If you’re a young adult, chances are you have less debt now than you did at the start of the Great Recession.
Eighteen to 35-year-olds are swiping their credit cards less and putting more money in the bank, making them more fiscally responsible than before the economic crisis hit.
The drop in debt didn’t happen overnight but it is impressive. From 2007 to 2010, adults younger than 35 who are the head of a household, reduced their debt by 29 percent, which is about $6,500, according to a Pew Research study.
UCSB junior Izabella Ferayan used to have three credit cards.
“I cut up one of my credit cards, paid that one fully off. So, I’m down to two now, so hopefully that becomes one by summertime,” she said.
The drop in personal debt isn’t just from using less plastic. Fewer people are buying cars and houses that carry hefty monthly payments.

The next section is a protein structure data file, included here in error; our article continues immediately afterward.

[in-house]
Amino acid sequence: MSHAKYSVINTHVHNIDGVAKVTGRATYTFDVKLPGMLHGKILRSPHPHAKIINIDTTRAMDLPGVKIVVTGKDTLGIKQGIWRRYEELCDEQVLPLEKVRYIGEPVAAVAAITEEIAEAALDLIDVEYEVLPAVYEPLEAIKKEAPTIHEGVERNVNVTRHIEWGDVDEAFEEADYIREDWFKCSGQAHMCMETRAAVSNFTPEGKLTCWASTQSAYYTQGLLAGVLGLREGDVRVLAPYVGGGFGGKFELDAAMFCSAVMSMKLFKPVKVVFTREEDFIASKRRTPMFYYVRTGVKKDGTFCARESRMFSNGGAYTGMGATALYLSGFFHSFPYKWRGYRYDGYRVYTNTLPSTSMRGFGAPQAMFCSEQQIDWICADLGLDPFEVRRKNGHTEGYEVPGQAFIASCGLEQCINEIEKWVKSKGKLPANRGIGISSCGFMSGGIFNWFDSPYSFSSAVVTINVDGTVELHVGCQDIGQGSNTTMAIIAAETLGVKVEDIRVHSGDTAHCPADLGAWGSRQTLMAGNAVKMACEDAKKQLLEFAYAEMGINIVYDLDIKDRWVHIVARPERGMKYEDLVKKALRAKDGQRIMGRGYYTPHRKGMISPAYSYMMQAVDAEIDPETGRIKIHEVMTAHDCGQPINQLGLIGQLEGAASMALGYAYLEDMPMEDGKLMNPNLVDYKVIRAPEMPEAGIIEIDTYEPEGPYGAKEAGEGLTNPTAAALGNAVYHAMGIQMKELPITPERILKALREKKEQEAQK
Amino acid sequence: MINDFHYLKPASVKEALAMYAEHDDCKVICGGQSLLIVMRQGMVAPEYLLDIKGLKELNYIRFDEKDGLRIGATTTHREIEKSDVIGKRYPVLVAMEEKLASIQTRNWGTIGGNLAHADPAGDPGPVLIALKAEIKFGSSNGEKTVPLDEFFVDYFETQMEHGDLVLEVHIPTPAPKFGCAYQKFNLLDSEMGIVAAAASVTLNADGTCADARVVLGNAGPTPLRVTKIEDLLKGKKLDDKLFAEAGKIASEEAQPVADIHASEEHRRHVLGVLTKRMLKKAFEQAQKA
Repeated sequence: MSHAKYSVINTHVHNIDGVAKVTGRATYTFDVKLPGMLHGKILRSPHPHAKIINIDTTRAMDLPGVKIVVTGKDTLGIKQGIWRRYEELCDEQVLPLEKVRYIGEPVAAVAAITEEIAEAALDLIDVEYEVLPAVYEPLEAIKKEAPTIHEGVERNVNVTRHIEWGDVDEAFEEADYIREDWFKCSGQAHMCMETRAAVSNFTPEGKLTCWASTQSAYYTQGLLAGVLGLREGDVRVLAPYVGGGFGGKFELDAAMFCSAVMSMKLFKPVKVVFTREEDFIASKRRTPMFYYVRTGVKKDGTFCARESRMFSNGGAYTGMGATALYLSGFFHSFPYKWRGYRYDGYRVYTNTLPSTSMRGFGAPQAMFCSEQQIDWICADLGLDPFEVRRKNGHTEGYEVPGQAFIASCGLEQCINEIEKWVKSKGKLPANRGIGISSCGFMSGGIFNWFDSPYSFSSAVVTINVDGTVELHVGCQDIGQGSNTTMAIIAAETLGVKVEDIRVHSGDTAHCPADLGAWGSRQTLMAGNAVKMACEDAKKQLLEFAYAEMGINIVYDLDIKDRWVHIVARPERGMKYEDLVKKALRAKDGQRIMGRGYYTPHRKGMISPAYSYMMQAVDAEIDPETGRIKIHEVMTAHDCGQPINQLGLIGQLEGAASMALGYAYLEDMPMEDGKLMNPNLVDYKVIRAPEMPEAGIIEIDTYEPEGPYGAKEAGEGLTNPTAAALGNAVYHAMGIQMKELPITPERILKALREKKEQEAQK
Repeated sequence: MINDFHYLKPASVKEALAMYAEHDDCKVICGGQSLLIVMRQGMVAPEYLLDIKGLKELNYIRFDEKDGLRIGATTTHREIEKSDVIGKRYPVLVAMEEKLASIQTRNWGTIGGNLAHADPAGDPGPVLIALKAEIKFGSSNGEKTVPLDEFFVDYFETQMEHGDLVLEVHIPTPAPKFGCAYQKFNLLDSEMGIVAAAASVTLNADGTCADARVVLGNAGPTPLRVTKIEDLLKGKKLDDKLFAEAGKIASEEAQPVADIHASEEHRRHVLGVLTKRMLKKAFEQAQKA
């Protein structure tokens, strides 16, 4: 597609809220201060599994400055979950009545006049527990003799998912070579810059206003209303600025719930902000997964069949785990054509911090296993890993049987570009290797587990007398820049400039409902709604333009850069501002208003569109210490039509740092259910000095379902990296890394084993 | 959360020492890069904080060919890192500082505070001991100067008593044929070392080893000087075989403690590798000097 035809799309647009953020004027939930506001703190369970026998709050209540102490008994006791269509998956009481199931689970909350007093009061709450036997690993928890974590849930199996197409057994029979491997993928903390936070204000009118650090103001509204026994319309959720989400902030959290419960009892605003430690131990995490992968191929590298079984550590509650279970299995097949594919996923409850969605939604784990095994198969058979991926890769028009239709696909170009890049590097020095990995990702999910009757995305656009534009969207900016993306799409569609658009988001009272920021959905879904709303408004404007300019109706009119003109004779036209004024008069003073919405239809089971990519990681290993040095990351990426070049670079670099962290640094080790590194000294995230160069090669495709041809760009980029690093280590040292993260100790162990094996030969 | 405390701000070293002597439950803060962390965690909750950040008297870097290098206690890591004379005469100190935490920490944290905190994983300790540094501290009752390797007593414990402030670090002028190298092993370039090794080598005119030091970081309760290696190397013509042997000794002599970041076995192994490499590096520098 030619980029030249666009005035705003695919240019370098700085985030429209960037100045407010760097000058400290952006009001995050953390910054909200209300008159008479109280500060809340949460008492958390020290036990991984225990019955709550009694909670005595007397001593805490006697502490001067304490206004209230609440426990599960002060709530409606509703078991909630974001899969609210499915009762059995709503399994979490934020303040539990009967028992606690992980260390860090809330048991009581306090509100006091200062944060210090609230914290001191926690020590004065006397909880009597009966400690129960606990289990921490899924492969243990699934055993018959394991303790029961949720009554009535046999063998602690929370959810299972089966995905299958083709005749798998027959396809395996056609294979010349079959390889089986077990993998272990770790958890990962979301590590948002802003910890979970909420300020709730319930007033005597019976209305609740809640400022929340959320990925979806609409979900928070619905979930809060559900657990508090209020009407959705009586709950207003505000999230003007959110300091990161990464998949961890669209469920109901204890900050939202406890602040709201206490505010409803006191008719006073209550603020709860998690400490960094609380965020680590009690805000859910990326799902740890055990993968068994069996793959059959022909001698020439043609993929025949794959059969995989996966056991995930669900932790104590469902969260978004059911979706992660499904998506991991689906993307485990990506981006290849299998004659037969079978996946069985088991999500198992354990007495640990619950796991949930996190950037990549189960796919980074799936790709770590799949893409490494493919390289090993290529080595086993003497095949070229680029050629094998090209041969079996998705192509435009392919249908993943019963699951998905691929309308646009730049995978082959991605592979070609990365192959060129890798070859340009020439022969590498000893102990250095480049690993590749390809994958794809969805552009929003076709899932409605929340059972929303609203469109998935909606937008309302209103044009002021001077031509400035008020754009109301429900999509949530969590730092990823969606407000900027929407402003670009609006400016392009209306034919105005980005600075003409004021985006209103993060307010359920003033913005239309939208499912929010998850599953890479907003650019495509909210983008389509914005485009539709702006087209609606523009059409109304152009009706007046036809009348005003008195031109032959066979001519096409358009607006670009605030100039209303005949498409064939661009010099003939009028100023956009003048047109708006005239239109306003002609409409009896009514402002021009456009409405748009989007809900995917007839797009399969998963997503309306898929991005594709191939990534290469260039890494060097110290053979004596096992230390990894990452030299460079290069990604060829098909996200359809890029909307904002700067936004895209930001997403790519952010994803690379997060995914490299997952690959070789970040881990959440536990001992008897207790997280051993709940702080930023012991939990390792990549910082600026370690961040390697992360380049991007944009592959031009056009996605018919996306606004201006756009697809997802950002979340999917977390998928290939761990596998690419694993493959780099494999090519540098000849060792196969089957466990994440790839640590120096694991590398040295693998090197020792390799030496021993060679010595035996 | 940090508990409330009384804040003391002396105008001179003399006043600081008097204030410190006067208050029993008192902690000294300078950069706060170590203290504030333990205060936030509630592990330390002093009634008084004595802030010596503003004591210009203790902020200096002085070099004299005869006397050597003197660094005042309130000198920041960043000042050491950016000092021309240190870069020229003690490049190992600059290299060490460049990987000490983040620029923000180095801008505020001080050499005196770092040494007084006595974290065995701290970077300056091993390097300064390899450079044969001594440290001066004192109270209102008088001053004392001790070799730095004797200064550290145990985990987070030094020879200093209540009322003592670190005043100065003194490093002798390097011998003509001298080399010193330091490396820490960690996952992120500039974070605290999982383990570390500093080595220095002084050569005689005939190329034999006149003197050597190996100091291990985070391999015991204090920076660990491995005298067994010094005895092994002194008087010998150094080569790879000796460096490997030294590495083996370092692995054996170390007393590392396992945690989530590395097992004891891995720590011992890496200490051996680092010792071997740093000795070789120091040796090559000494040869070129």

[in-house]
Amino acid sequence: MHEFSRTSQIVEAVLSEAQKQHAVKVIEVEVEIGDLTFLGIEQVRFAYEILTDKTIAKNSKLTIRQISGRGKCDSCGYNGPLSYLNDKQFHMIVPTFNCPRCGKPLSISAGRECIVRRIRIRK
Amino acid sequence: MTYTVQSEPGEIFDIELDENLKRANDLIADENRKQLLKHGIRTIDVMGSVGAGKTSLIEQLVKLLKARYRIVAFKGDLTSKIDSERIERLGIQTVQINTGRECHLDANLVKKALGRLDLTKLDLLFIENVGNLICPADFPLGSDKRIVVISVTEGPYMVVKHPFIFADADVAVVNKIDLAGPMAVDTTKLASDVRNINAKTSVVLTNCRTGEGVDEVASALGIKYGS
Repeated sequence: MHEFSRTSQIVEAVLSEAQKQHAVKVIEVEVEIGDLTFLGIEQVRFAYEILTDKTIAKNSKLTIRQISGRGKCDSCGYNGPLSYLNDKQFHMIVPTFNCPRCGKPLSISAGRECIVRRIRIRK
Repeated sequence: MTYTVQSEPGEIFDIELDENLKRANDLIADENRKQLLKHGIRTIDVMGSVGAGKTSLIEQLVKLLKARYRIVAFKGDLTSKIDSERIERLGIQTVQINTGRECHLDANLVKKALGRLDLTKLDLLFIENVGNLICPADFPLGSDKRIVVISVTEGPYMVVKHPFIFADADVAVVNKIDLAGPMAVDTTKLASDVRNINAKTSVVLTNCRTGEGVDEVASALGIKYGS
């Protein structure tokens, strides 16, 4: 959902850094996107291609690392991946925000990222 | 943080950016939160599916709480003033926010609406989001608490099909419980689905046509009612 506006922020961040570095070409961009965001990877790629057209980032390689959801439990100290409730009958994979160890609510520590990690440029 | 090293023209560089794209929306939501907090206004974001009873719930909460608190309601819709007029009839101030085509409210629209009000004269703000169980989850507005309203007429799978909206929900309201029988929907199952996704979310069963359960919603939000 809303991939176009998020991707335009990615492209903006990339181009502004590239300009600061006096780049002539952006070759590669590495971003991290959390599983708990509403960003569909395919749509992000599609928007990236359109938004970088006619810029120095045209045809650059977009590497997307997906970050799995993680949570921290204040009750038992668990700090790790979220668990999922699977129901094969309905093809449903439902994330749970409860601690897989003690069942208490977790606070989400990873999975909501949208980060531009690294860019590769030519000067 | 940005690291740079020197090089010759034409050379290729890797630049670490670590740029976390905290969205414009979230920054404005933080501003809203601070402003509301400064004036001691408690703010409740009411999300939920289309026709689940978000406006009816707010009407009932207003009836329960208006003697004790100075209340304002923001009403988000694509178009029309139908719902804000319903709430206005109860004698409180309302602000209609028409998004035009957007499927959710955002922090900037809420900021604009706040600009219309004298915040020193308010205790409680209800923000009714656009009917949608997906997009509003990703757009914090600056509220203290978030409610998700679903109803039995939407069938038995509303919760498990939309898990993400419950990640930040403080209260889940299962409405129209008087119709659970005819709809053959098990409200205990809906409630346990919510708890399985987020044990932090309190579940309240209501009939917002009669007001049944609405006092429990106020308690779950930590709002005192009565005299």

Aidan Hopkins, 30, has a relatively new car but it is paid off and he’s putting money in the bank.
“You don’t really know what the future’s going to hold. I feel pretty comfortable with my job but I could lose that too, so it’s probably good to have money saved up just in case,” said Hopkins.
One thing that did increase is student loans.
In 2007, 34 percent of young households had student debt. That jumped to 40 percent in 2010, but that’s not worrying some undergraduates.
“I haven’t heard too much trouble with trying to pay off student loans because they just have such good plans for that and everything, and they really work with you and your income,” said UCSB senior Sara O’Brien.
And more young adults are waiting to get married until they are debt-free.
“I’d be a little more hesitant to rush into marriage. I’d want to solidify where I was standing financially before I stepped into that,” said UCSB freshman Chris Keane.
With a plan like that, he won’t have to wait long.